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Run length encoding (RLE) for lossless compression

Introduction
In 'lossless compression', the codecs keep all of the information about a file. The compressed file, once decompressed, can be reconstructed so it is exactly like the file before it was compressed, with no loss of any information at all.

RLE works by looking through the data in a file and identifying repeating strings of characters, called a 'run'. The run is then encoded into a small number of bytes, usually two. The first byte, called the 'run count', holds the number of characters in the run. The second character, called the 'run value' is the actual character in the run.

For example, the following data would take 20 bytes to store (because there are twenty characters): GGGGGGGGGGGGGGGGGGGG but the same data could be encoded to 20G using RLE and you would only need two bytes to do it. 20G is called a 'run packet'. The first byte of this run packet, the run count, holds 20 and the second byte, the run value, holds G.

In RLE, you create a new run packet each time the run character changes or each time the run length is exceeded. If you are using one byte to hold the run length, then the maximum length that can be held is 255.

Here is another string:

BBBBBaaa55555555X000000000

Using RLE, this would be encoded to:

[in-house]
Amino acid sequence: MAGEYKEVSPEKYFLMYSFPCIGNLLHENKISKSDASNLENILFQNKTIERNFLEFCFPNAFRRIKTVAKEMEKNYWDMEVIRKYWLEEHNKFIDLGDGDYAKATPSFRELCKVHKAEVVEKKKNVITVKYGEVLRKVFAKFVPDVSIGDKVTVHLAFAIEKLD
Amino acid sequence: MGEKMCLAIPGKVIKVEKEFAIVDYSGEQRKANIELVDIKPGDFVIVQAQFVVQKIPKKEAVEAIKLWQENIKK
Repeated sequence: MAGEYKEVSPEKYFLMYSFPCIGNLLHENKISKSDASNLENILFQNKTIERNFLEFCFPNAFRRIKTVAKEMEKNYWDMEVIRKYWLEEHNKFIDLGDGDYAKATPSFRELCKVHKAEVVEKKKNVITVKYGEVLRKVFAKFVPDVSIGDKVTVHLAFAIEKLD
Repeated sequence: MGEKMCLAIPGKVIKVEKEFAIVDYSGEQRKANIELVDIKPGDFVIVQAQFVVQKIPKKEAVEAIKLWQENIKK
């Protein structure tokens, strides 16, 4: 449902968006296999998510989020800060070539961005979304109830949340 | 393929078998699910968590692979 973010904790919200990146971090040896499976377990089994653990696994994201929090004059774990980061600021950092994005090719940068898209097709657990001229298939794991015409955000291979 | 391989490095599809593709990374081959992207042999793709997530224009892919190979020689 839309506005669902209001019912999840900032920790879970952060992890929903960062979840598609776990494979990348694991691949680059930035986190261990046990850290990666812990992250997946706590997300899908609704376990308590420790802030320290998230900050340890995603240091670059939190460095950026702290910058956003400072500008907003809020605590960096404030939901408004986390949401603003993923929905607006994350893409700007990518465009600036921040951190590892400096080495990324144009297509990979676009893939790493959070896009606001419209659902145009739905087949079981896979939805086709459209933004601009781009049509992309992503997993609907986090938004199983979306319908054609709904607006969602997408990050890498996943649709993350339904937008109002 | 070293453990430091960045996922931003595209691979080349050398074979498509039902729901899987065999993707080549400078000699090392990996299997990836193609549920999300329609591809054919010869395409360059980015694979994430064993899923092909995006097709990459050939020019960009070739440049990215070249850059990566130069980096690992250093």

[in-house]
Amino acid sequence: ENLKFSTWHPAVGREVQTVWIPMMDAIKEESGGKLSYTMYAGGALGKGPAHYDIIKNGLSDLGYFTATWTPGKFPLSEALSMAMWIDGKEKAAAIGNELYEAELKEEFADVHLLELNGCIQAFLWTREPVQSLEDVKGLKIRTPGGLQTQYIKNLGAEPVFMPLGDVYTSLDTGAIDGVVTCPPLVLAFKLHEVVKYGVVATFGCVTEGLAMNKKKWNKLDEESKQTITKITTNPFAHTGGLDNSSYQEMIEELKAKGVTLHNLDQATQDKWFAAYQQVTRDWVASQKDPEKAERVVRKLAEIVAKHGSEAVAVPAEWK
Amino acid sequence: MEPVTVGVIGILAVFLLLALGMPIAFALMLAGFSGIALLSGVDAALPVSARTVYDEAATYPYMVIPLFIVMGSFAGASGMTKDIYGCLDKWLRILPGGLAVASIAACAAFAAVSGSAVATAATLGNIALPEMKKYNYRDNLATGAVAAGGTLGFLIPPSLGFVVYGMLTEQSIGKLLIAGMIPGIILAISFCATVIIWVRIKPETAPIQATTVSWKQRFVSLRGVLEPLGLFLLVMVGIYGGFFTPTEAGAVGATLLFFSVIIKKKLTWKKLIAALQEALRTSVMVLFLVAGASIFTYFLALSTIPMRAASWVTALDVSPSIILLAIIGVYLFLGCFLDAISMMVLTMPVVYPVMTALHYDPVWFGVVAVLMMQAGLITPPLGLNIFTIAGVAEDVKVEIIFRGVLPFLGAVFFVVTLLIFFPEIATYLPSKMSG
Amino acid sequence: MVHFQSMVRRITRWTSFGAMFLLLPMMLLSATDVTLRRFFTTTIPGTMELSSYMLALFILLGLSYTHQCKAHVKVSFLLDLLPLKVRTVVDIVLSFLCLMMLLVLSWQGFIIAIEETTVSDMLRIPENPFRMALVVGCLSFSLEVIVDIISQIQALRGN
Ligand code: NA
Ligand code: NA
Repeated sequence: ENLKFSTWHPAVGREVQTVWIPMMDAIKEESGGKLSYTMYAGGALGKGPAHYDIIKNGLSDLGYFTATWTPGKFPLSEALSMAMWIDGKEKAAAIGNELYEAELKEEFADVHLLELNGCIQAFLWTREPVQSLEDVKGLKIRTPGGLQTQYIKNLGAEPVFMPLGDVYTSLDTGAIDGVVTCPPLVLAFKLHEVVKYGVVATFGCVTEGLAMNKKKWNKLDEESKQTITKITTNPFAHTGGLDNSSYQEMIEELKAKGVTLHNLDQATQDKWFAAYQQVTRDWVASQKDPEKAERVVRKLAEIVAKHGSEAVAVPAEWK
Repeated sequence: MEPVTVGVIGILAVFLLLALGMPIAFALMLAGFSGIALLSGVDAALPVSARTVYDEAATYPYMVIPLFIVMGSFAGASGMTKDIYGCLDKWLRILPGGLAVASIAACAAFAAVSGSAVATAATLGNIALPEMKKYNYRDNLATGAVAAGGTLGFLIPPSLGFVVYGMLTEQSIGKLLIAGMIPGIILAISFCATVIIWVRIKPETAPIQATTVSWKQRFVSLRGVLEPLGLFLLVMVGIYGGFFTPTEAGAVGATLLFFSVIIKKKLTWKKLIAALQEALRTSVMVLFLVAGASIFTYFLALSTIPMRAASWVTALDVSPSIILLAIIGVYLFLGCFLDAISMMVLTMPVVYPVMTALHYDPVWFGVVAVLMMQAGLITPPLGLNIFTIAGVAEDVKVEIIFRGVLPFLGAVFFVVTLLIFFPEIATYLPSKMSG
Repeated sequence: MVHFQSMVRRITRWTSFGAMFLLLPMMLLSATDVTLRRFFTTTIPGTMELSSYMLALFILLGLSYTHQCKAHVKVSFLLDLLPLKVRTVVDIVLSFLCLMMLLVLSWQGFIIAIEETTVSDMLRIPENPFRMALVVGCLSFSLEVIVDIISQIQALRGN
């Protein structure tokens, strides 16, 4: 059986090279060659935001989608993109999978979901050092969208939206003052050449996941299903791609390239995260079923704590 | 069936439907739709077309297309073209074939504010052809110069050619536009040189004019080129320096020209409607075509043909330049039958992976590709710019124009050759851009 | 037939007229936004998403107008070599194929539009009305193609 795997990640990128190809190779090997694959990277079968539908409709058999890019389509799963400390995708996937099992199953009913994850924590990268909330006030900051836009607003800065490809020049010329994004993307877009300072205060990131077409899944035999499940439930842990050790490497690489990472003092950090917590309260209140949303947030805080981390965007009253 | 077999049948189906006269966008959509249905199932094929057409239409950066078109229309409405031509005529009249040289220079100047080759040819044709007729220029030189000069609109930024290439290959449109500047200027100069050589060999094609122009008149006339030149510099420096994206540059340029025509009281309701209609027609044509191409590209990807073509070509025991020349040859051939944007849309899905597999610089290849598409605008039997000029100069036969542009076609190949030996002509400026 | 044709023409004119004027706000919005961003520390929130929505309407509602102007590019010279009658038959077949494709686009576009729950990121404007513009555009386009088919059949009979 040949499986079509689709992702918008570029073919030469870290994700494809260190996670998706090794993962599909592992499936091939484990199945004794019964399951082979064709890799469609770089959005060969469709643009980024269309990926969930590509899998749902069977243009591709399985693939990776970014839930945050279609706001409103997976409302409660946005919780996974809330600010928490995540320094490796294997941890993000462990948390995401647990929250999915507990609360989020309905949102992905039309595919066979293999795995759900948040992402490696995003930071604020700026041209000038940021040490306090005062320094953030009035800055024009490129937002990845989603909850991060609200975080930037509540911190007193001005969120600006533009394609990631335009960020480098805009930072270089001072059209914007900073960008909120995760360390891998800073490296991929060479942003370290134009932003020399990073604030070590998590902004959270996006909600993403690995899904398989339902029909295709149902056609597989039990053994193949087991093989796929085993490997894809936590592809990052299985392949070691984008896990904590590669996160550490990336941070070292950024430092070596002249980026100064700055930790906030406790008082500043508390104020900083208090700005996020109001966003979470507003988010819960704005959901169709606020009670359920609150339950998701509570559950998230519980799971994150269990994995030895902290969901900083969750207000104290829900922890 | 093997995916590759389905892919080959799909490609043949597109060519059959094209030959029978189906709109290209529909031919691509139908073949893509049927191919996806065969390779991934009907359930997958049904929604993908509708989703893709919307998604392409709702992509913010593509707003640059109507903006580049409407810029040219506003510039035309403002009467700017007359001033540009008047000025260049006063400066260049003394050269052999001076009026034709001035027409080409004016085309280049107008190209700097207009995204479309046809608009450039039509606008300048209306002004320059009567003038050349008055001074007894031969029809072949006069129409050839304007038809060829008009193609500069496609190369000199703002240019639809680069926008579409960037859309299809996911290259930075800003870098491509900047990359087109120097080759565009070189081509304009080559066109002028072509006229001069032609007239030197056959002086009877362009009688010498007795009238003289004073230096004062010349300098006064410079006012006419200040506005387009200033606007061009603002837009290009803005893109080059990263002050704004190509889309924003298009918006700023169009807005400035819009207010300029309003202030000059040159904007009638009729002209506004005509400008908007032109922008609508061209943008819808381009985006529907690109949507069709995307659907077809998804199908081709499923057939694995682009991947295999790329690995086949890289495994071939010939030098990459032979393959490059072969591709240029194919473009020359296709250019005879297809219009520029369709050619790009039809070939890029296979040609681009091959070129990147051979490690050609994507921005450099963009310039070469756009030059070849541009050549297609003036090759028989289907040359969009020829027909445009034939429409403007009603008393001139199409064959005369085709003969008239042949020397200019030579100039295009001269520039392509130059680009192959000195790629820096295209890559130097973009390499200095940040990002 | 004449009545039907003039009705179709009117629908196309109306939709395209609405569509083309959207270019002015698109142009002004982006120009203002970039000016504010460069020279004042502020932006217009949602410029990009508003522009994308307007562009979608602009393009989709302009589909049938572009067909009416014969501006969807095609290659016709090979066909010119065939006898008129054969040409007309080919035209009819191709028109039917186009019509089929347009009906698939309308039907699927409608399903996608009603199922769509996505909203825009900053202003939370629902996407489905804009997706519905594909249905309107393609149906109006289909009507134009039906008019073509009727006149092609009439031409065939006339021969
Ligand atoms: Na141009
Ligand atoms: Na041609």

5B3a851X90

Before encoding, you would need 25 bytes to store the data. After encoding, you would only need 10 bytes to store the data. Note that the X was stored as a run packet, even though it is only one character long. A run packet for X (two bytes) is actually twice the size of the single byte needed to store X. As we have already said, in RLE, you need to create a new run packet each time the run character changes. As it turned out, the single X didn't really change the overall compression we achieved very much. Suppose we had this data, though:

BONGOthedog

Using RLE coding, we actually double the storage size needed, from 11 bytes to 22:

1B1O1N1G1O1t1h1e1d1o1g

RLE algorithms are fast and simple. How well they compress data depends upon what is being encoded. Suppose you are encoding a picture of a page in a book that you've just scanned. If the page is mostly white then RLE will compress the file very well because there will be lots of runs of the same ASCII code for white. If the page is mostly a busy colour photo, then there will be far less runs of the same ASCII colour code.

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